The European Corrosion Medal has been granted to Professor Herman Terryn of the Vrije Universiteit Brussel (VUB). The materials science professor receives the award for his outstanding contribution in understanding and preventing corrosion of metals - popularly called “rust”. Professor Terryn is an expert in the field of sustainable materials. In September, the biennial award will be presented at the congress Euro Corr in Pisa by the European Federation of Corrosion.
Professor Terryn receives this important award for his excellent research in the field of corrosion, electrochemistry and the study of surfaces. Within the research group SURF of the Vrije Universiteit Brussel, to which Terryn belongs, very versatile corrosion research is done: from the atomic structure of metal to online monitoring of corrosion, eg in wind turbines.
Predictive models The VUB is also working on the development of models that predict corrosion. The great difficulty is to exactly simulate changing circumstances. Yet companies like Airbus particularly are interested in these simulations to guide their maintenance in a better way.
Chrome 6+ replacement as corrosion pigment Many protective layers against corrosion are on the basis of Cr6 +. Cr6 + blocks the corrosion, when a defect in a coating is created. But the fabric is also a carcinogen. In the film “Erin Brockovich” with Julia Roberts in 2000, the heroine started a legal battle over this stuff with the Pacific Gas Electric Company. Currently, the aerospace industry, in contrast to the automotive industry, still uses this technology massively. These layers with Cr6 + can be recognized by the yellow / green colors shown by wreckages of an aircraft fuselage. One of the specialties of the research group SURF is researching environmentally friendly alternatives.
Mending paint A final breakthrough found by SURF are self-healing coatings on metals. On this topic SURF worked together with Professor Filip De Prez of the University of Ghent. These new paints - still in prototype - ensure that the metal with scratches or other minor damage repairs itself, thus reducing maintenance.
Success in the industry A spin-off of SURF is Zensor (www.zensor.be), which focuses on online monitoring of corrosion using special warning sensors. The expertise of the VUB are appreciated by numerous Flemish (Arcelor Mital, Bekaert, Aleris, ..) and international companies (Henkel, Akzo, Constellium, Toyota) in both Flemish and European studies.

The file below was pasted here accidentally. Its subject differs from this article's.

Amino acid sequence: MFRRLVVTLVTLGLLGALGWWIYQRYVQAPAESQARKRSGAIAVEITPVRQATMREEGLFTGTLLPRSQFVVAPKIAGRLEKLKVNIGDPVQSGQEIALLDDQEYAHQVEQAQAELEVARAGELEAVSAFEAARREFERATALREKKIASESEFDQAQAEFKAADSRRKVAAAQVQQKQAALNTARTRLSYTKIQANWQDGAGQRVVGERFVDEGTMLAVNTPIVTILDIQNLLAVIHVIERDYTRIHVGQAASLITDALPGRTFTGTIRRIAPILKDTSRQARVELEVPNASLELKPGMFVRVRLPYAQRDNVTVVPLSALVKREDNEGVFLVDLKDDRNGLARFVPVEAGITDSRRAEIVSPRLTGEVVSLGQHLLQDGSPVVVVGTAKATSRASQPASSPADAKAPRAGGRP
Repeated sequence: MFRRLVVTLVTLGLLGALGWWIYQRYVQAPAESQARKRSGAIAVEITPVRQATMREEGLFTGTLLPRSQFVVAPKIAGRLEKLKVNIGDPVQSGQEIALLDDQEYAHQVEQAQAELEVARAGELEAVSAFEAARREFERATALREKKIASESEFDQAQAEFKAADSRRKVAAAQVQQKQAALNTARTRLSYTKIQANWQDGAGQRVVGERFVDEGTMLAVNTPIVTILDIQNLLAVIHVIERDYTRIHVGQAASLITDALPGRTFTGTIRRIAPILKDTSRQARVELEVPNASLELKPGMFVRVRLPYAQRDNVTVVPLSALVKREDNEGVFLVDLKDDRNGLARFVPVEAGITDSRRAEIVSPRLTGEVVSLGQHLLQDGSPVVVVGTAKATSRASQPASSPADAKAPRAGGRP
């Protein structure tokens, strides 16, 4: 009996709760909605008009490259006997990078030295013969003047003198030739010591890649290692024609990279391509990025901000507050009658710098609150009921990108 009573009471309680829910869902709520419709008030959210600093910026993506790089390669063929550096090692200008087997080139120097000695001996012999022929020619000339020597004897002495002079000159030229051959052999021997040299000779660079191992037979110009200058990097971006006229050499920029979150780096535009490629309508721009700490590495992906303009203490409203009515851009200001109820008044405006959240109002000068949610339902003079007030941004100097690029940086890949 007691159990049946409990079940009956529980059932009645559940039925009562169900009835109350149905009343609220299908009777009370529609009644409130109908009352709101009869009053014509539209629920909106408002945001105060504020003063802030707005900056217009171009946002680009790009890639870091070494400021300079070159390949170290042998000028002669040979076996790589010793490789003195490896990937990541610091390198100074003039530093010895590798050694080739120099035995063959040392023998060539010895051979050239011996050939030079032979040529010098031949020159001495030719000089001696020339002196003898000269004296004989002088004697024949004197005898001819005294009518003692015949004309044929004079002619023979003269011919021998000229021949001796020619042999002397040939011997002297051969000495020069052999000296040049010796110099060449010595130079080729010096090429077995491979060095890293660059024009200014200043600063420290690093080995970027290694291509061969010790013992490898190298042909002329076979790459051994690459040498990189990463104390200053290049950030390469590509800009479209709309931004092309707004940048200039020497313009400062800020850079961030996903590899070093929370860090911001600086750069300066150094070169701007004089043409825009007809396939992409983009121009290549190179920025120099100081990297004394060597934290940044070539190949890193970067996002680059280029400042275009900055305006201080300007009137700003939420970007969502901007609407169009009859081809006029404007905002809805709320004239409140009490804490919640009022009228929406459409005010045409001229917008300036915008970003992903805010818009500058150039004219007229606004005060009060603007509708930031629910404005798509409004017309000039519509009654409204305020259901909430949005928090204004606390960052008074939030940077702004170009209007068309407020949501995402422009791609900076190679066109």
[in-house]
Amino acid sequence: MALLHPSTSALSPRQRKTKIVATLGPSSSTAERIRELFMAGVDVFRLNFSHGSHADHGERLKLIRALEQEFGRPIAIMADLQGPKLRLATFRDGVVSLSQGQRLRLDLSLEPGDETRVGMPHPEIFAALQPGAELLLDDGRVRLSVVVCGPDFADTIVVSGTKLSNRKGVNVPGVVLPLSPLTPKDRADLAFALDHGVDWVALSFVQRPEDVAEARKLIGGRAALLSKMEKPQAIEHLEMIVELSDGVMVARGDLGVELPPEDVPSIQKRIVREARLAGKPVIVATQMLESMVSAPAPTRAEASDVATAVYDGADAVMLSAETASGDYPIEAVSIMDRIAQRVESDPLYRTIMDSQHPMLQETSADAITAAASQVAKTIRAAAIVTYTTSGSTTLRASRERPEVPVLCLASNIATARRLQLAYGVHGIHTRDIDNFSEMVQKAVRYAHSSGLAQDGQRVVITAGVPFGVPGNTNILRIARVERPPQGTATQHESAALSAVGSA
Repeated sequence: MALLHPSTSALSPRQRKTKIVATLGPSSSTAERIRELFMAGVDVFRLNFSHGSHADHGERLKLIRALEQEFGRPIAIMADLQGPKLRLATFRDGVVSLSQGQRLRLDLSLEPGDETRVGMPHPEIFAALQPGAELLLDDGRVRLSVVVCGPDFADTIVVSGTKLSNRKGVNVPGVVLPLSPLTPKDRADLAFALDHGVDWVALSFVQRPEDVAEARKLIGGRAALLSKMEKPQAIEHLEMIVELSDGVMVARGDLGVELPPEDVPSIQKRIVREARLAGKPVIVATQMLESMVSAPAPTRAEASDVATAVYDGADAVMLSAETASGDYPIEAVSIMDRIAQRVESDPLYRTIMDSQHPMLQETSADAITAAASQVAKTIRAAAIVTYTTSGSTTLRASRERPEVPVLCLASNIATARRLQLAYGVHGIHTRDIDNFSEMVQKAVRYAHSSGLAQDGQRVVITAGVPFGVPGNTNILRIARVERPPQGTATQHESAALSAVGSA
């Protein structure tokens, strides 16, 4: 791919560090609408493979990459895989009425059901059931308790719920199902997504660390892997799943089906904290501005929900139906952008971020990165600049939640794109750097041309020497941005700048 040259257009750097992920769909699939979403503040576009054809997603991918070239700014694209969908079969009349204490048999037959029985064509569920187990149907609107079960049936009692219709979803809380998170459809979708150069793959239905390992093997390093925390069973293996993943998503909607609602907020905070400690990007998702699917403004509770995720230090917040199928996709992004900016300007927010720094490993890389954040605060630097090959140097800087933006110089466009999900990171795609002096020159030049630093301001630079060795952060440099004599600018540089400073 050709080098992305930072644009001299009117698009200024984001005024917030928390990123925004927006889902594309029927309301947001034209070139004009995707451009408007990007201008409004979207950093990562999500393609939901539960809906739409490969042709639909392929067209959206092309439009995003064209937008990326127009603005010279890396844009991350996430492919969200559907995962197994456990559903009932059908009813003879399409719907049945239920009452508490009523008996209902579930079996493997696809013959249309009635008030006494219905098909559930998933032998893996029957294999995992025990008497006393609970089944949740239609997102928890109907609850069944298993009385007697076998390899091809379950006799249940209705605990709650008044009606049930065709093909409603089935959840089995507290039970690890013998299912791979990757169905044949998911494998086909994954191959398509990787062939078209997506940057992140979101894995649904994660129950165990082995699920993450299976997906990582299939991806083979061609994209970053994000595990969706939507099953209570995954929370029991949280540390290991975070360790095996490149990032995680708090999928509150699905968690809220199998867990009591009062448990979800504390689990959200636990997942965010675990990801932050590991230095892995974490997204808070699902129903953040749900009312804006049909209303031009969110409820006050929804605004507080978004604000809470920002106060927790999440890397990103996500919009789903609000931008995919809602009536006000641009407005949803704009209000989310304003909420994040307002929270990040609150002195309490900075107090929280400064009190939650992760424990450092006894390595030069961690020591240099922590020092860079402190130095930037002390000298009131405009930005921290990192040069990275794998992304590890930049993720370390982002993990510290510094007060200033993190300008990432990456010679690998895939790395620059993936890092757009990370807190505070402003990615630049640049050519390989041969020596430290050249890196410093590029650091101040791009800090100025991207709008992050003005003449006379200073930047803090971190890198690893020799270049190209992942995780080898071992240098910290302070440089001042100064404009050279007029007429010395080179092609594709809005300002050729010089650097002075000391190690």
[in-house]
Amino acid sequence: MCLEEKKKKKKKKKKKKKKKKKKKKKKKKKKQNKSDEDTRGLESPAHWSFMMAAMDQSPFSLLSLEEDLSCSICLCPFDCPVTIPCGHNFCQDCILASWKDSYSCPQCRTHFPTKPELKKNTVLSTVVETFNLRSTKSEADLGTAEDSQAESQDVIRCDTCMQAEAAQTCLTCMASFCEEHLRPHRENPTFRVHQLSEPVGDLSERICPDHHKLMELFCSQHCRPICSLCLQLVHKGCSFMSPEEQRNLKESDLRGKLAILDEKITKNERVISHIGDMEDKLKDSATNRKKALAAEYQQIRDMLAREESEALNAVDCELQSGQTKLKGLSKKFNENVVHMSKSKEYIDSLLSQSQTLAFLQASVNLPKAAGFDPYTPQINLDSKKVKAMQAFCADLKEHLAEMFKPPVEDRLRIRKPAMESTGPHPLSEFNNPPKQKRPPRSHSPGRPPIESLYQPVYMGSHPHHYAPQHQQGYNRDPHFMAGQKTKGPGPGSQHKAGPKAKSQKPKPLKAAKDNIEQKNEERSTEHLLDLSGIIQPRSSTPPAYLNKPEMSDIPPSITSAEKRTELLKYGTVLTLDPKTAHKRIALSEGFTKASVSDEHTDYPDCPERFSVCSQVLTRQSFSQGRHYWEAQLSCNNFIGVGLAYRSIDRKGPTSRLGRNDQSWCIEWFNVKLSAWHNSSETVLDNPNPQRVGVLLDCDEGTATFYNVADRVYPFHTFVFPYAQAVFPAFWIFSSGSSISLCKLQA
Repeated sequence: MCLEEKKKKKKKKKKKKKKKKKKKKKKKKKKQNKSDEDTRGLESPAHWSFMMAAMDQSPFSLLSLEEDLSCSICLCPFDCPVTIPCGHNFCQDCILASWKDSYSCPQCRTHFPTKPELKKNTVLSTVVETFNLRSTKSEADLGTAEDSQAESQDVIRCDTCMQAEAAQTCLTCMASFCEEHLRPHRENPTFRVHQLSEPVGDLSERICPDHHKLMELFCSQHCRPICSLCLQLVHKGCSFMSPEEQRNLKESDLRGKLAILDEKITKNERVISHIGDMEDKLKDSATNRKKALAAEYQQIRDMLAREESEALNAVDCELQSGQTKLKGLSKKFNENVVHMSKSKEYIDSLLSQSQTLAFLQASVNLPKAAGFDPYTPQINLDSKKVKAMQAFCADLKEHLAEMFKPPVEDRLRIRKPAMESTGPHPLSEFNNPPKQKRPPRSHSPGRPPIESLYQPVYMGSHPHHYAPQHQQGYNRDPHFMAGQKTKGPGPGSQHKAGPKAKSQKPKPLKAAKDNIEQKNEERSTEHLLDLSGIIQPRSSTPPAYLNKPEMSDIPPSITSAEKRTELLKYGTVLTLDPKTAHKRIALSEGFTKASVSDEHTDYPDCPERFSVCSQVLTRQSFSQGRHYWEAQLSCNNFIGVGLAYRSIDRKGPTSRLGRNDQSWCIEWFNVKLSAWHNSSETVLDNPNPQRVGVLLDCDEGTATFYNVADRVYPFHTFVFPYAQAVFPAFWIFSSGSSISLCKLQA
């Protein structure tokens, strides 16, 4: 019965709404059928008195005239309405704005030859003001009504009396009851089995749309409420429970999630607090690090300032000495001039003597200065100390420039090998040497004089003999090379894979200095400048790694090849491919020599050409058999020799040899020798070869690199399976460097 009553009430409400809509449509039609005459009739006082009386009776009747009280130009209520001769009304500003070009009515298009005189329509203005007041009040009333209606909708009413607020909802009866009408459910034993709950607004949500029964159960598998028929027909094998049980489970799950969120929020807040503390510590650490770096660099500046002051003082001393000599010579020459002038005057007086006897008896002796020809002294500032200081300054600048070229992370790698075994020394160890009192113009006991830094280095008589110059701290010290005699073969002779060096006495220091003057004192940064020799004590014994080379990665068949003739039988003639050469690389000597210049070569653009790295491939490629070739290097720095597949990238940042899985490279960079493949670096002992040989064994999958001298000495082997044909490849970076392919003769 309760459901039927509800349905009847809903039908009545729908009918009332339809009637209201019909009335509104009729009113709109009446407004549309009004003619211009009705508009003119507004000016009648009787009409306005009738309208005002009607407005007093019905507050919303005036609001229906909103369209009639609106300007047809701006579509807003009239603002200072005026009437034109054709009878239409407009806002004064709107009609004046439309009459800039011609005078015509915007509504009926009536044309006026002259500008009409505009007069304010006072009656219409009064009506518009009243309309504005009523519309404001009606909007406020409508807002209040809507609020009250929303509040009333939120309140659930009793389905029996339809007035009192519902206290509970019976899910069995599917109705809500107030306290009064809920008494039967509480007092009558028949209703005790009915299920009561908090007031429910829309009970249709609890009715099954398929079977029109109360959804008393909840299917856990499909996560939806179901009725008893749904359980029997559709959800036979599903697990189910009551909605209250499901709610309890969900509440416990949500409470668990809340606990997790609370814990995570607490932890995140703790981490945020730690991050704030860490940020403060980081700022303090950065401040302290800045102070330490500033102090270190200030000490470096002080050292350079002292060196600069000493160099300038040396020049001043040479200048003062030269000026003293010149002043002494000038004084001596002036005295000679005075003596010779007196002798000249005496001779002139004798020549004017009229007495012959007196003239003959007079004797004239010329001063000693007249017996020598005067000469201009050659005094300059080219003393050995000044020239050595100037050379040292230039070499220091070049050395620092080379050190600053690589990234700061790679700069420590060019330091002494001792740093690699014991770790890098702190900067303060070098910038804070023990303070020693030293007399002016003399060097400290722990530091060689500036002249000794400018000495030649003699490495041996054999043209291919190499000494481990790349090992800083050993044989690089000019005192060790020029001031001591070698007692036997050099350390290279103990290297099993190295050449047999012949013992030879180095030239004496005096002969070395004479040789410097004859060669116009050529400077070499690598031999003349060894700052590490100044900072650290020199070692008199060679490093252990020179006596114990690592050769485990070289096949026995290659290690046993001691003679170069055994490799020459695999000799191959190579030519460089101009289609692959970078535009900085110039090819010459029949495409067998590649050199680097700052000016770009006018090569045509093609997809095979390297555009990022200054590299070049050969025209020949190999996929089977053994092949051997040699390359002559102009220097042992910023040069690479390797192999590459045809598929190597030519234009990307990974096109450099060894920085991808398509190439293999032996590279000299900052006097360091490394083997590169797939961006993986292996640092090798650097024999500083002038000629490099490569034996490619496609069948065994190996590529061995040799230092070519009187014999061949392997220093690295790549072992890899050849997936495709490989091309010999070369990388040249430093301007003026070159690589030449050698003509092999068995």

Start of corrosion Corrosion - popularly called “rust” - is a phenomenon that everyone knows from a leaking tap or a water heater. Corrosion is the process in which metal returns to its original state in ionic form, this is the state of the least energy. In this process, metal loses its structure and with it all of its desired properties.
Huge cost In the United States in 1999, the overall cost of corrosion in the industry is estimated at 3.14% of gross national product. In absolute figures that is 275 billion dollars. In the meantime, that number will not have decreased. Such a study does not exist in Europe, but if we extrapolate the data, then this equates to 250 billion euros. The budget for the EU Commission - for example - was 133,8 billion in 2009. A rough estimate is that we pay to corrosion about ten cents hourly per capita. These figures express only the direct loss and not additional costs like production losses, accidents and extra insurance. A glaring example is the carbonation of the viaduct Reyers in Brussels.
SURF SURF is a large research group of the Vrije Universiteit Brussel, which employs fifty people (three full-time professors, three part-time research professors, nine postdocs, 25 PhD students and 12 technical, scientific assistance and administrative staff). The research area is electrochemical and surface engineering. SURF concentrates its research on five cross-linked areas, each supported by academic members. The electrochemically hatch is led by Professor Annick Hubin, head of the group and currently the first female dean of the engineering faculty at the VUB. The other research areas include electrochemical modeling, functional surface engineering, nano surface structure and of course corrosion technology. More can be found at www.vub.ac.be/SURF. Professor Herman Terryn is also part-time professor at the Technical University of Delft. In Materials innovation institute (M2i) he is the leader of cluster “Durability” gaining fundamental knowledge on corrosion and adhesive bonding, with research projects that lead to life extension materials for the Netherlands.
Photos are available on Flickr: https://www.flickr.com/photos/vrije_universiteit_brussel
More information Herman Terryn, 0478-881705, email@example.com